He gave a group of students a box of pins, a candle and a matchbook – and told them to find a way to attach the candle to the wall. They were stumped. Some of them attempted to melt the candle to the wall; others experimented with pushing the drawing pins through the wax into the wall, with little success. In fact, there was a simple way to solve the problem: tack the box to the wall and put the candle inside it.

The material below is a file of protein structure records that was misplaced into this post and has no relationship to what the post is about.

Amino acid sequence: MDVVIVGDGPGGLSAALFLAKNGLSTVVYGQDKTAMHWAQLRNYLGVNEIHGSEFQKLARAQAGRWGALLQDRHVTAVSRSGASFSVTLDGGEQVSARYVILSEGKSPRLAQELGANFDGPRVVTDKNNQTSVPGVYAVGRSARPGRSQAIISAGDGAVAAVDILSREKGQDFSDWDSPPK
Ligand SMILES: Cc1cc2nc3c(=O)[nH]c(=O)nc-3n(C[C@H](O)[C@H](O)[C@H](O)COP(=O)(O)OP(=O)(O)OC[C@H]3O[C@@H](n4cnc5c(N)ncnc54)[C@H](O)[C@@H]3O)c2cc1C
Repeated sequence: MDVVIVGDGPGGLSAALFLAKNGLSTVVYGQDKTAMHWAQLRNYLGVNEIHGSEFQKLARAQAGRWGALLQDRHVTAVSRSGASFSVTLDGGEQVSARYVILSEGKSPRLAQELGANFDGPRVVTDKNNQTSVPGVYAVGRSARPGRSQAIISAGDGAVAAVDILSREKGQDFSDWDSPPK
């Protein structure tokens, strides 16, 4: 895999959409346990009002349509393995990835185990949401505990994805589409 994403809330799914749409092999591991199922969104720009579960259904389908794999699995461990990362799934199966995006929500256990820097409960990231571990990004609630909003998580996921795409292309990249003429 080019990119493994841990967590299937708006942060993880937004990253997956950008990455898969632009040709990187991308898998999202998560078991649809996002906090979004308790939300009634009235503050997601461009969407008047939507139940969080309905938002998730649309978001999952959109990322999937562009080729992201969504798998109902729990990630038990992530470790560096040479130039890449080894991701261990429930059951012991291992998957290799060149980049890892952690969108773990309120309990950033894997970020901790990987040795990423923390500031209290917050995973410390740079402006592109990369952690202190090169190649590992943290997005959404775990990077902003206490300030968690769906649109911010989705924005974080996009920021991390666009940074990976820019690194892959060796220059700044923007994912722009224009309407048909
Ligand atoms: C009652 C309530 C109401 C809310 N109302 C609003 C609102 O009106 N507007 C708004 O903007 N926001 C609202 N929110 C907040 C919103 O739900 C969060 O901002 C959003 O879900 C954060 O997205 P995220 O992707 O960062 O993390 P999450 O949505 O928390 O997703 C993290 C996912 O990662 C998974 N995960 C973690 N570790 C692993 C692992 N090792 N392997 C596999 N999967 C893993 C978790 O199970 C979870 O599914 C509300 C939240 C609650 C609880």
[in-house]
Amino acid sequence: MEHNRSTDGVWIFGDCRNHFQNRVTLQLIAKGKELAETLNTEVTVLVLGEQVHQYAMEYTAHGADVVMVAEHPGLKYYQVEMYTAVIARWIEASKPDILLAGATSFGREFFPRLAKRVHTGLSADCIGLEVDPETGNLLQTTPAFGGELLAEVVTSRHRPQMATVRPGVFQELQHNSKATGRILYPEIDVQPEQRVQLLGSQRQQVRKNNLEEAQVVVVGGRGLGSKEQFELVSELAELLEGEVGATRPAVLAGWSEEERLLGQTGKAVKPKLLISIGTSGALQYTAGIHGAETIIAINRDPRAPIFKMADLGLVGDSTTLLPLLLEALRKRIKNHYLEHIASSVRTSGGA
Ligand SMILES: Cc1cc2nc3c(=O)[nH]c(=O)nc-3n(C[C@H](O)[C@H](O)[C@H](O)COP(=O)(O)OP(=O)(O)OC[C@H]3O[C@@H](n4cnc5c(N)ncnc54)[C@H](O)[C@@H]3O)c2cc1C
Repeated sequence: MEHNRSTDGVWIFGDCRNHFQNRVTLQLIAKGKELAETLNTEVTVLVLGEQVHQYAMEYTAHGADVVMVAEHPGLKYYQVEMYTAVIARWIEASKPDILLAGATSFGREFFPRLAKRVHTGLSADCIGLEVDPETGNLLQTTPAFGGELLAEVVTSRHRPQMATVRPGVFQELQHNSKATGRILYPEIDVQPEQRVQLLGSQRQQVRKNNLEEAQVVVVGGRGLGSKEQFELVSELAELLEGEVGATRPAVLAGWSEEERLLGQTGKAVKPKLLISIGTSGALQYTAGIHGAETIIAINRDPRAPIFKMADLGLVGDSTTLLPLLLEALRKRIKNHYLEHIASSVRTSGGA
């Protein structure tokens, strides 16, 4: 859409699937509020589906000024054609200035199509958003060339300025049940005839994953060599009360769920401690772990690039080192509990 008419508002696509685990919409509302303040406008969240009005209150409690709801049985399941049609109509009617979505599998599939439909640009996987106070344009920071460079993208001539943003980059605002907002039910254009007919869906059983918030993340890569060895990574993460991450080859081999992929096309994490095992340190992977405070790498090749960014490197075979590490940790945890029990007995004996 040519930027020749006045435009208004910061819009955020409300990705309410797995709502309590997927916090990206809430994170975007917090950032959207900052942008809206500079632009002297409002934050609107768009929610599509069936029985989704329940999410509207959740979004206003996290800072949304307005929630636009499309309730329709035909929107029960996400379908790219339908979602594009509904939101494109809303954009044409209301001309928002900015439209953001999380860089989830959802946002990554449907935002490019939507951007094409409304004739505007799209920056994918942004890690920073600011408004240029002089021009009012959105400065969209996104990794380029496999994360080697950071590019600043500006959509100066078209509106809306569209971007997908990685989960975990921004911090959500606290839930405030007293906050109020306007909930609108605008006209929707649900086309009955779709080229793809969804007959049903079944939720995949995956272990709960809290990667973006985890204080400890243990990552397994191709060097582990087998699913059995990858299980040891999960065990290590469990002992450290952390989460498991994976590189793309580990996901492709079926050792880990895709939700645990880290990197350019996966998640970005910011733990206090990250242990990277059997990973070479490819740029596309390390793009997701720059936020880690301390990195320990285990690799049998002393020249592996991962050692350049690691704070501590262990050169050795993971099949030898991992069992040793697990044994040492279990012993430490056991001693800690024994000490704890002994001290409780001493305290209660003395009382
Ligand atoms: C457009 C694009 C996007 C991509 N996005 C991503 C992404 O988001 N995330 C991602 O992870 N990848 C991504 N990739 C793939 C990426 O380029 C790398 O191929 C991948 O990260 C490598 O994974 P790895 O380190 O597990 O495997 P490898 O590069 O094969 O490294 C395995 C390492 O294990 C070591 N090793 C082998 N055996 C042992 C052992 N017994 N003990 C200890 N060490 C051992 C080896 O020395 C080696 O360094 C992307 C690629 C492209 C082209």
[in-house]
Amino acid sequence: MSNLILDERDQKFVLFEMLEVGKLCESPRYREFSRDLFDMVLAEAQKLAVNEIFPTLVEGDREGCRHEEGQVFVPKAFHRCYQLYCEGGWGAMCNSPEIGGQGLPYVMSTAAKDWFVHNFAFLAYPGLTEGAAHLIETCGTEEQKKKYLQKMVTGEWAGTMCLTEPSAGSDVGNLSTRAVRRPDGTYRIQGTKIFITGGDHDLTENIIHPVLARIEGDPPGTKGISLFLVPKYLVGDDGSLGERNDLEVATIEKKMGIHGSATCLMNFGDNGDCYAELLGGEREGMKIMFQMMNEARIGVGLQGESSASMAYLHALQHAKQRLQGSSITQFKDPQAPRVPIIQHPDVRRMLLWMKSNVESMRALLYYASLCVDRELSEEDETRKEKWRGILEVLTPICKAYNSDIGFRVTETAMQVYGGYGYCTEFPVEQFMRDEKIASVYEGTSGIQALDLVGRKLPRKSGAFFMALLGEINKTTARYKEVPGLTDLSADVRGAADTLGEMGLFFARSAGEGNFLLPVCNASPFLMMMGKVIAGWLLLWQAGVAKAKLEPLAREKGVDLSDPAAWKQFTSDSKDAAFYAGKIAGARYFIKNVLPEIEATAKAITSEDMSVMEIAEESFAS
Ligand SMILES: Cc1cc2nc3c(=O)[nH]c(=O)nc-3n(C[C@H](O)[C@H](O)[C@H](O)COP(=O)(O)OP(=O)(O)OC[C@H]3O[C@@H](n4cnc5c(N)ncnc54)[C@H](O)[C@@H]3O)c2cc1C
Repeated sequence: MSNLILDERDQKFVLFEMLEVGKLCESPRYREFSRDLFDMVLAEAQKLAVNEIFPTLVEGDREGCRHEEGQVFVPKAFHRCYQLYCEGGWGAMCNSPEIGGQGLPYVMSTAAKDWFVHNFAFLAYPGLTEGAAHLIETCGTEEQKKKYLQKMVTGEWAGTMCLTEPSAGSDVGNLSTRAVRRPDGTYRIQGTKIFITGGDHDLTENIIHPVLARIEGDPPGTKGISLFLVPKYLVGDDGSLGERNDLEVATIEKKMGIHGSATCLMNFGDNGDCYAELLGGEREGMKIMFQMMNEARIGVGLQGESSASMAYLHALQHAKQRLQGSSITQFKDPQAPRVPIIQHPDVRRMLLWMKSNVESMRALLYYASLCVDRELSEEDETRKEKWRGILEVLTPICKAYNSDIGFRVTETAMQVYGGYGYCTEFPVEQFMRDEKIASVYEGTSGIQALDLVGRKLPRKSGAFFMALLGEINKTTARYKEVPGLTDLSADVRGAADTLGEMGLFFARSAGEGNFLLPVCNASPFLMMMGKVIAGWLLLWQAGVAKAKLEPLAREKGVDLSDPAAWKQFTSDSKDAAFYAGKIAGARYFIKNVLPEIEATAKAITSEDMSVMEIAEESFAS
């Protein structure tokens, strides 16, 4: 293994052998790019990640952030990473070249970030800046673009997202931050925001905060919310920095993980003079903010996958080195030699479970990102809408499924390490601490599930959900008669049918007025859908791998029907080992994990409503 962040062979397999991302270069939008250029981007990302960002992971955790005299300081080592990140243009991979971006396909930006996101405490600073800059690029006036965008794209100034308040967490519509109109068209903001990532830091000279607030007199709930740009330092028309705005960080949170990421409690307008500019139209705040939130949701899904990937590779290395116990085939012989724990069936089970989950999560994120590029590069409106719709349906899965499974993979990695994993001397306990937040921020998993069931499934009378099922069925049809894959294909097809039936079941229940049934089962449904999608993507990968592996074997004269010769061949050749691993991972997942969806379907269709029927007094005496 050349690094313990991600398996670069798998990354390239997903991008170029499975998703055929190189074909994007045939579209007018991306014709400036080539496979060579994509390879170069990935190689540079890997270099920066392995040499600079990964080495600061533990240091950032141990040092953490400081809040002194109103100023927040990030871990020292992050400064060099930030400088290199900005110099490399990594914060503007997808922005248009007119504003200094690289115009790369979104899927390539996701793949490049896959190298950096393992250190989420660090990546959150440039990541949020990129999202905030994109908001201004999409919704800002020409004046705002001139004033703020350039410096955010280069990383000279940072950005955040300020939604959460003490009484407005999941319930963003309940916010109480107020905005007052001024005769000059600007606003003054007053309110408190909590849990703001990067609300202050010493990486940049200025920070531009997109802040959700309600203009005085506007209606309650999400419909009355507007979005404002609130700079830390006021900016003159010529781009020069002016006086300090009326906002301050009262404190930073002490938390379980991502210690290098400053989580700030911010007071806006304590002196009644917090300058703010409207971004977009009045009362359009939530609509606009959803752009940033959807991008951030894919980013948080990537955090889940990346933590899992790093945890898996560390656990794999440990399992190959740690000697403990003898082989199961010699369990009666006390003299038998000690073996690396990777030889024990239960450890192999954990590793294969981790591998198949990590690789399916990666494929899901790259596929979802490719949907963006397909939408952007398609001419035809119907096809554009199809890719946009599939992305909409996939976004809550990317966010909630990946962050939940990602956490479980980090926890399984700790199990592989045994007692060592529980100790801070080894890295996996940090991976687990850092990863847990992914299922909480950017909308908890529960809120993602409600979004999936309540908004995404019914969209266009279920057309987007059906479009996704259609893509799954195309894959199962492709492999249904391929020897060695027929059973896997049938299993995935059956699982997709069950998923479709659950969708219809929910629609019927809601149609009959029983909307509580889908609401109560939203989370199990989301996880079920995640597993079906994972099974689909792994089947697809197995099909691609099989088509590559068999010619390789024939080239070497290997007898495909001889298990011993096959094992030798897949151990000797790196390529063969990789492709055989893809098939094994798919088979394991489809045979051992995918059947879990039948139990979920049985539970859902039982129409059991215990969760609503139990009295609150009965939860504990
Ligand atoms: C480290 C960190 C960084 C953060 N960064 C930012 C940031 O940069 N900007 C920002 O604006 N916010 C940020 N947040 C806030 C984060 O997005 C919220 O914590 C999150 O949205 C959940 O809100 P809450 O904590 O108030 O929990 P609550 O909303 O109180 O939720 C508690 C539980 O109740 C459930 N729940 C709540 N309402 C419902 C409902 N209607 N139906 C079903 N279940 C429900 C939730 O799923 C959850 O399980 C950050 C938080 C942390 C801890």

But very few of the participants thought to do so. Why? Duncker thought the answer lay in what he called ‘functional fixedness’. When we see an object, we become fixated on its main function – in this case, the box was holding pins, and so nobody thought that it could hold a candle. This limits our ability to think critically about what is possible.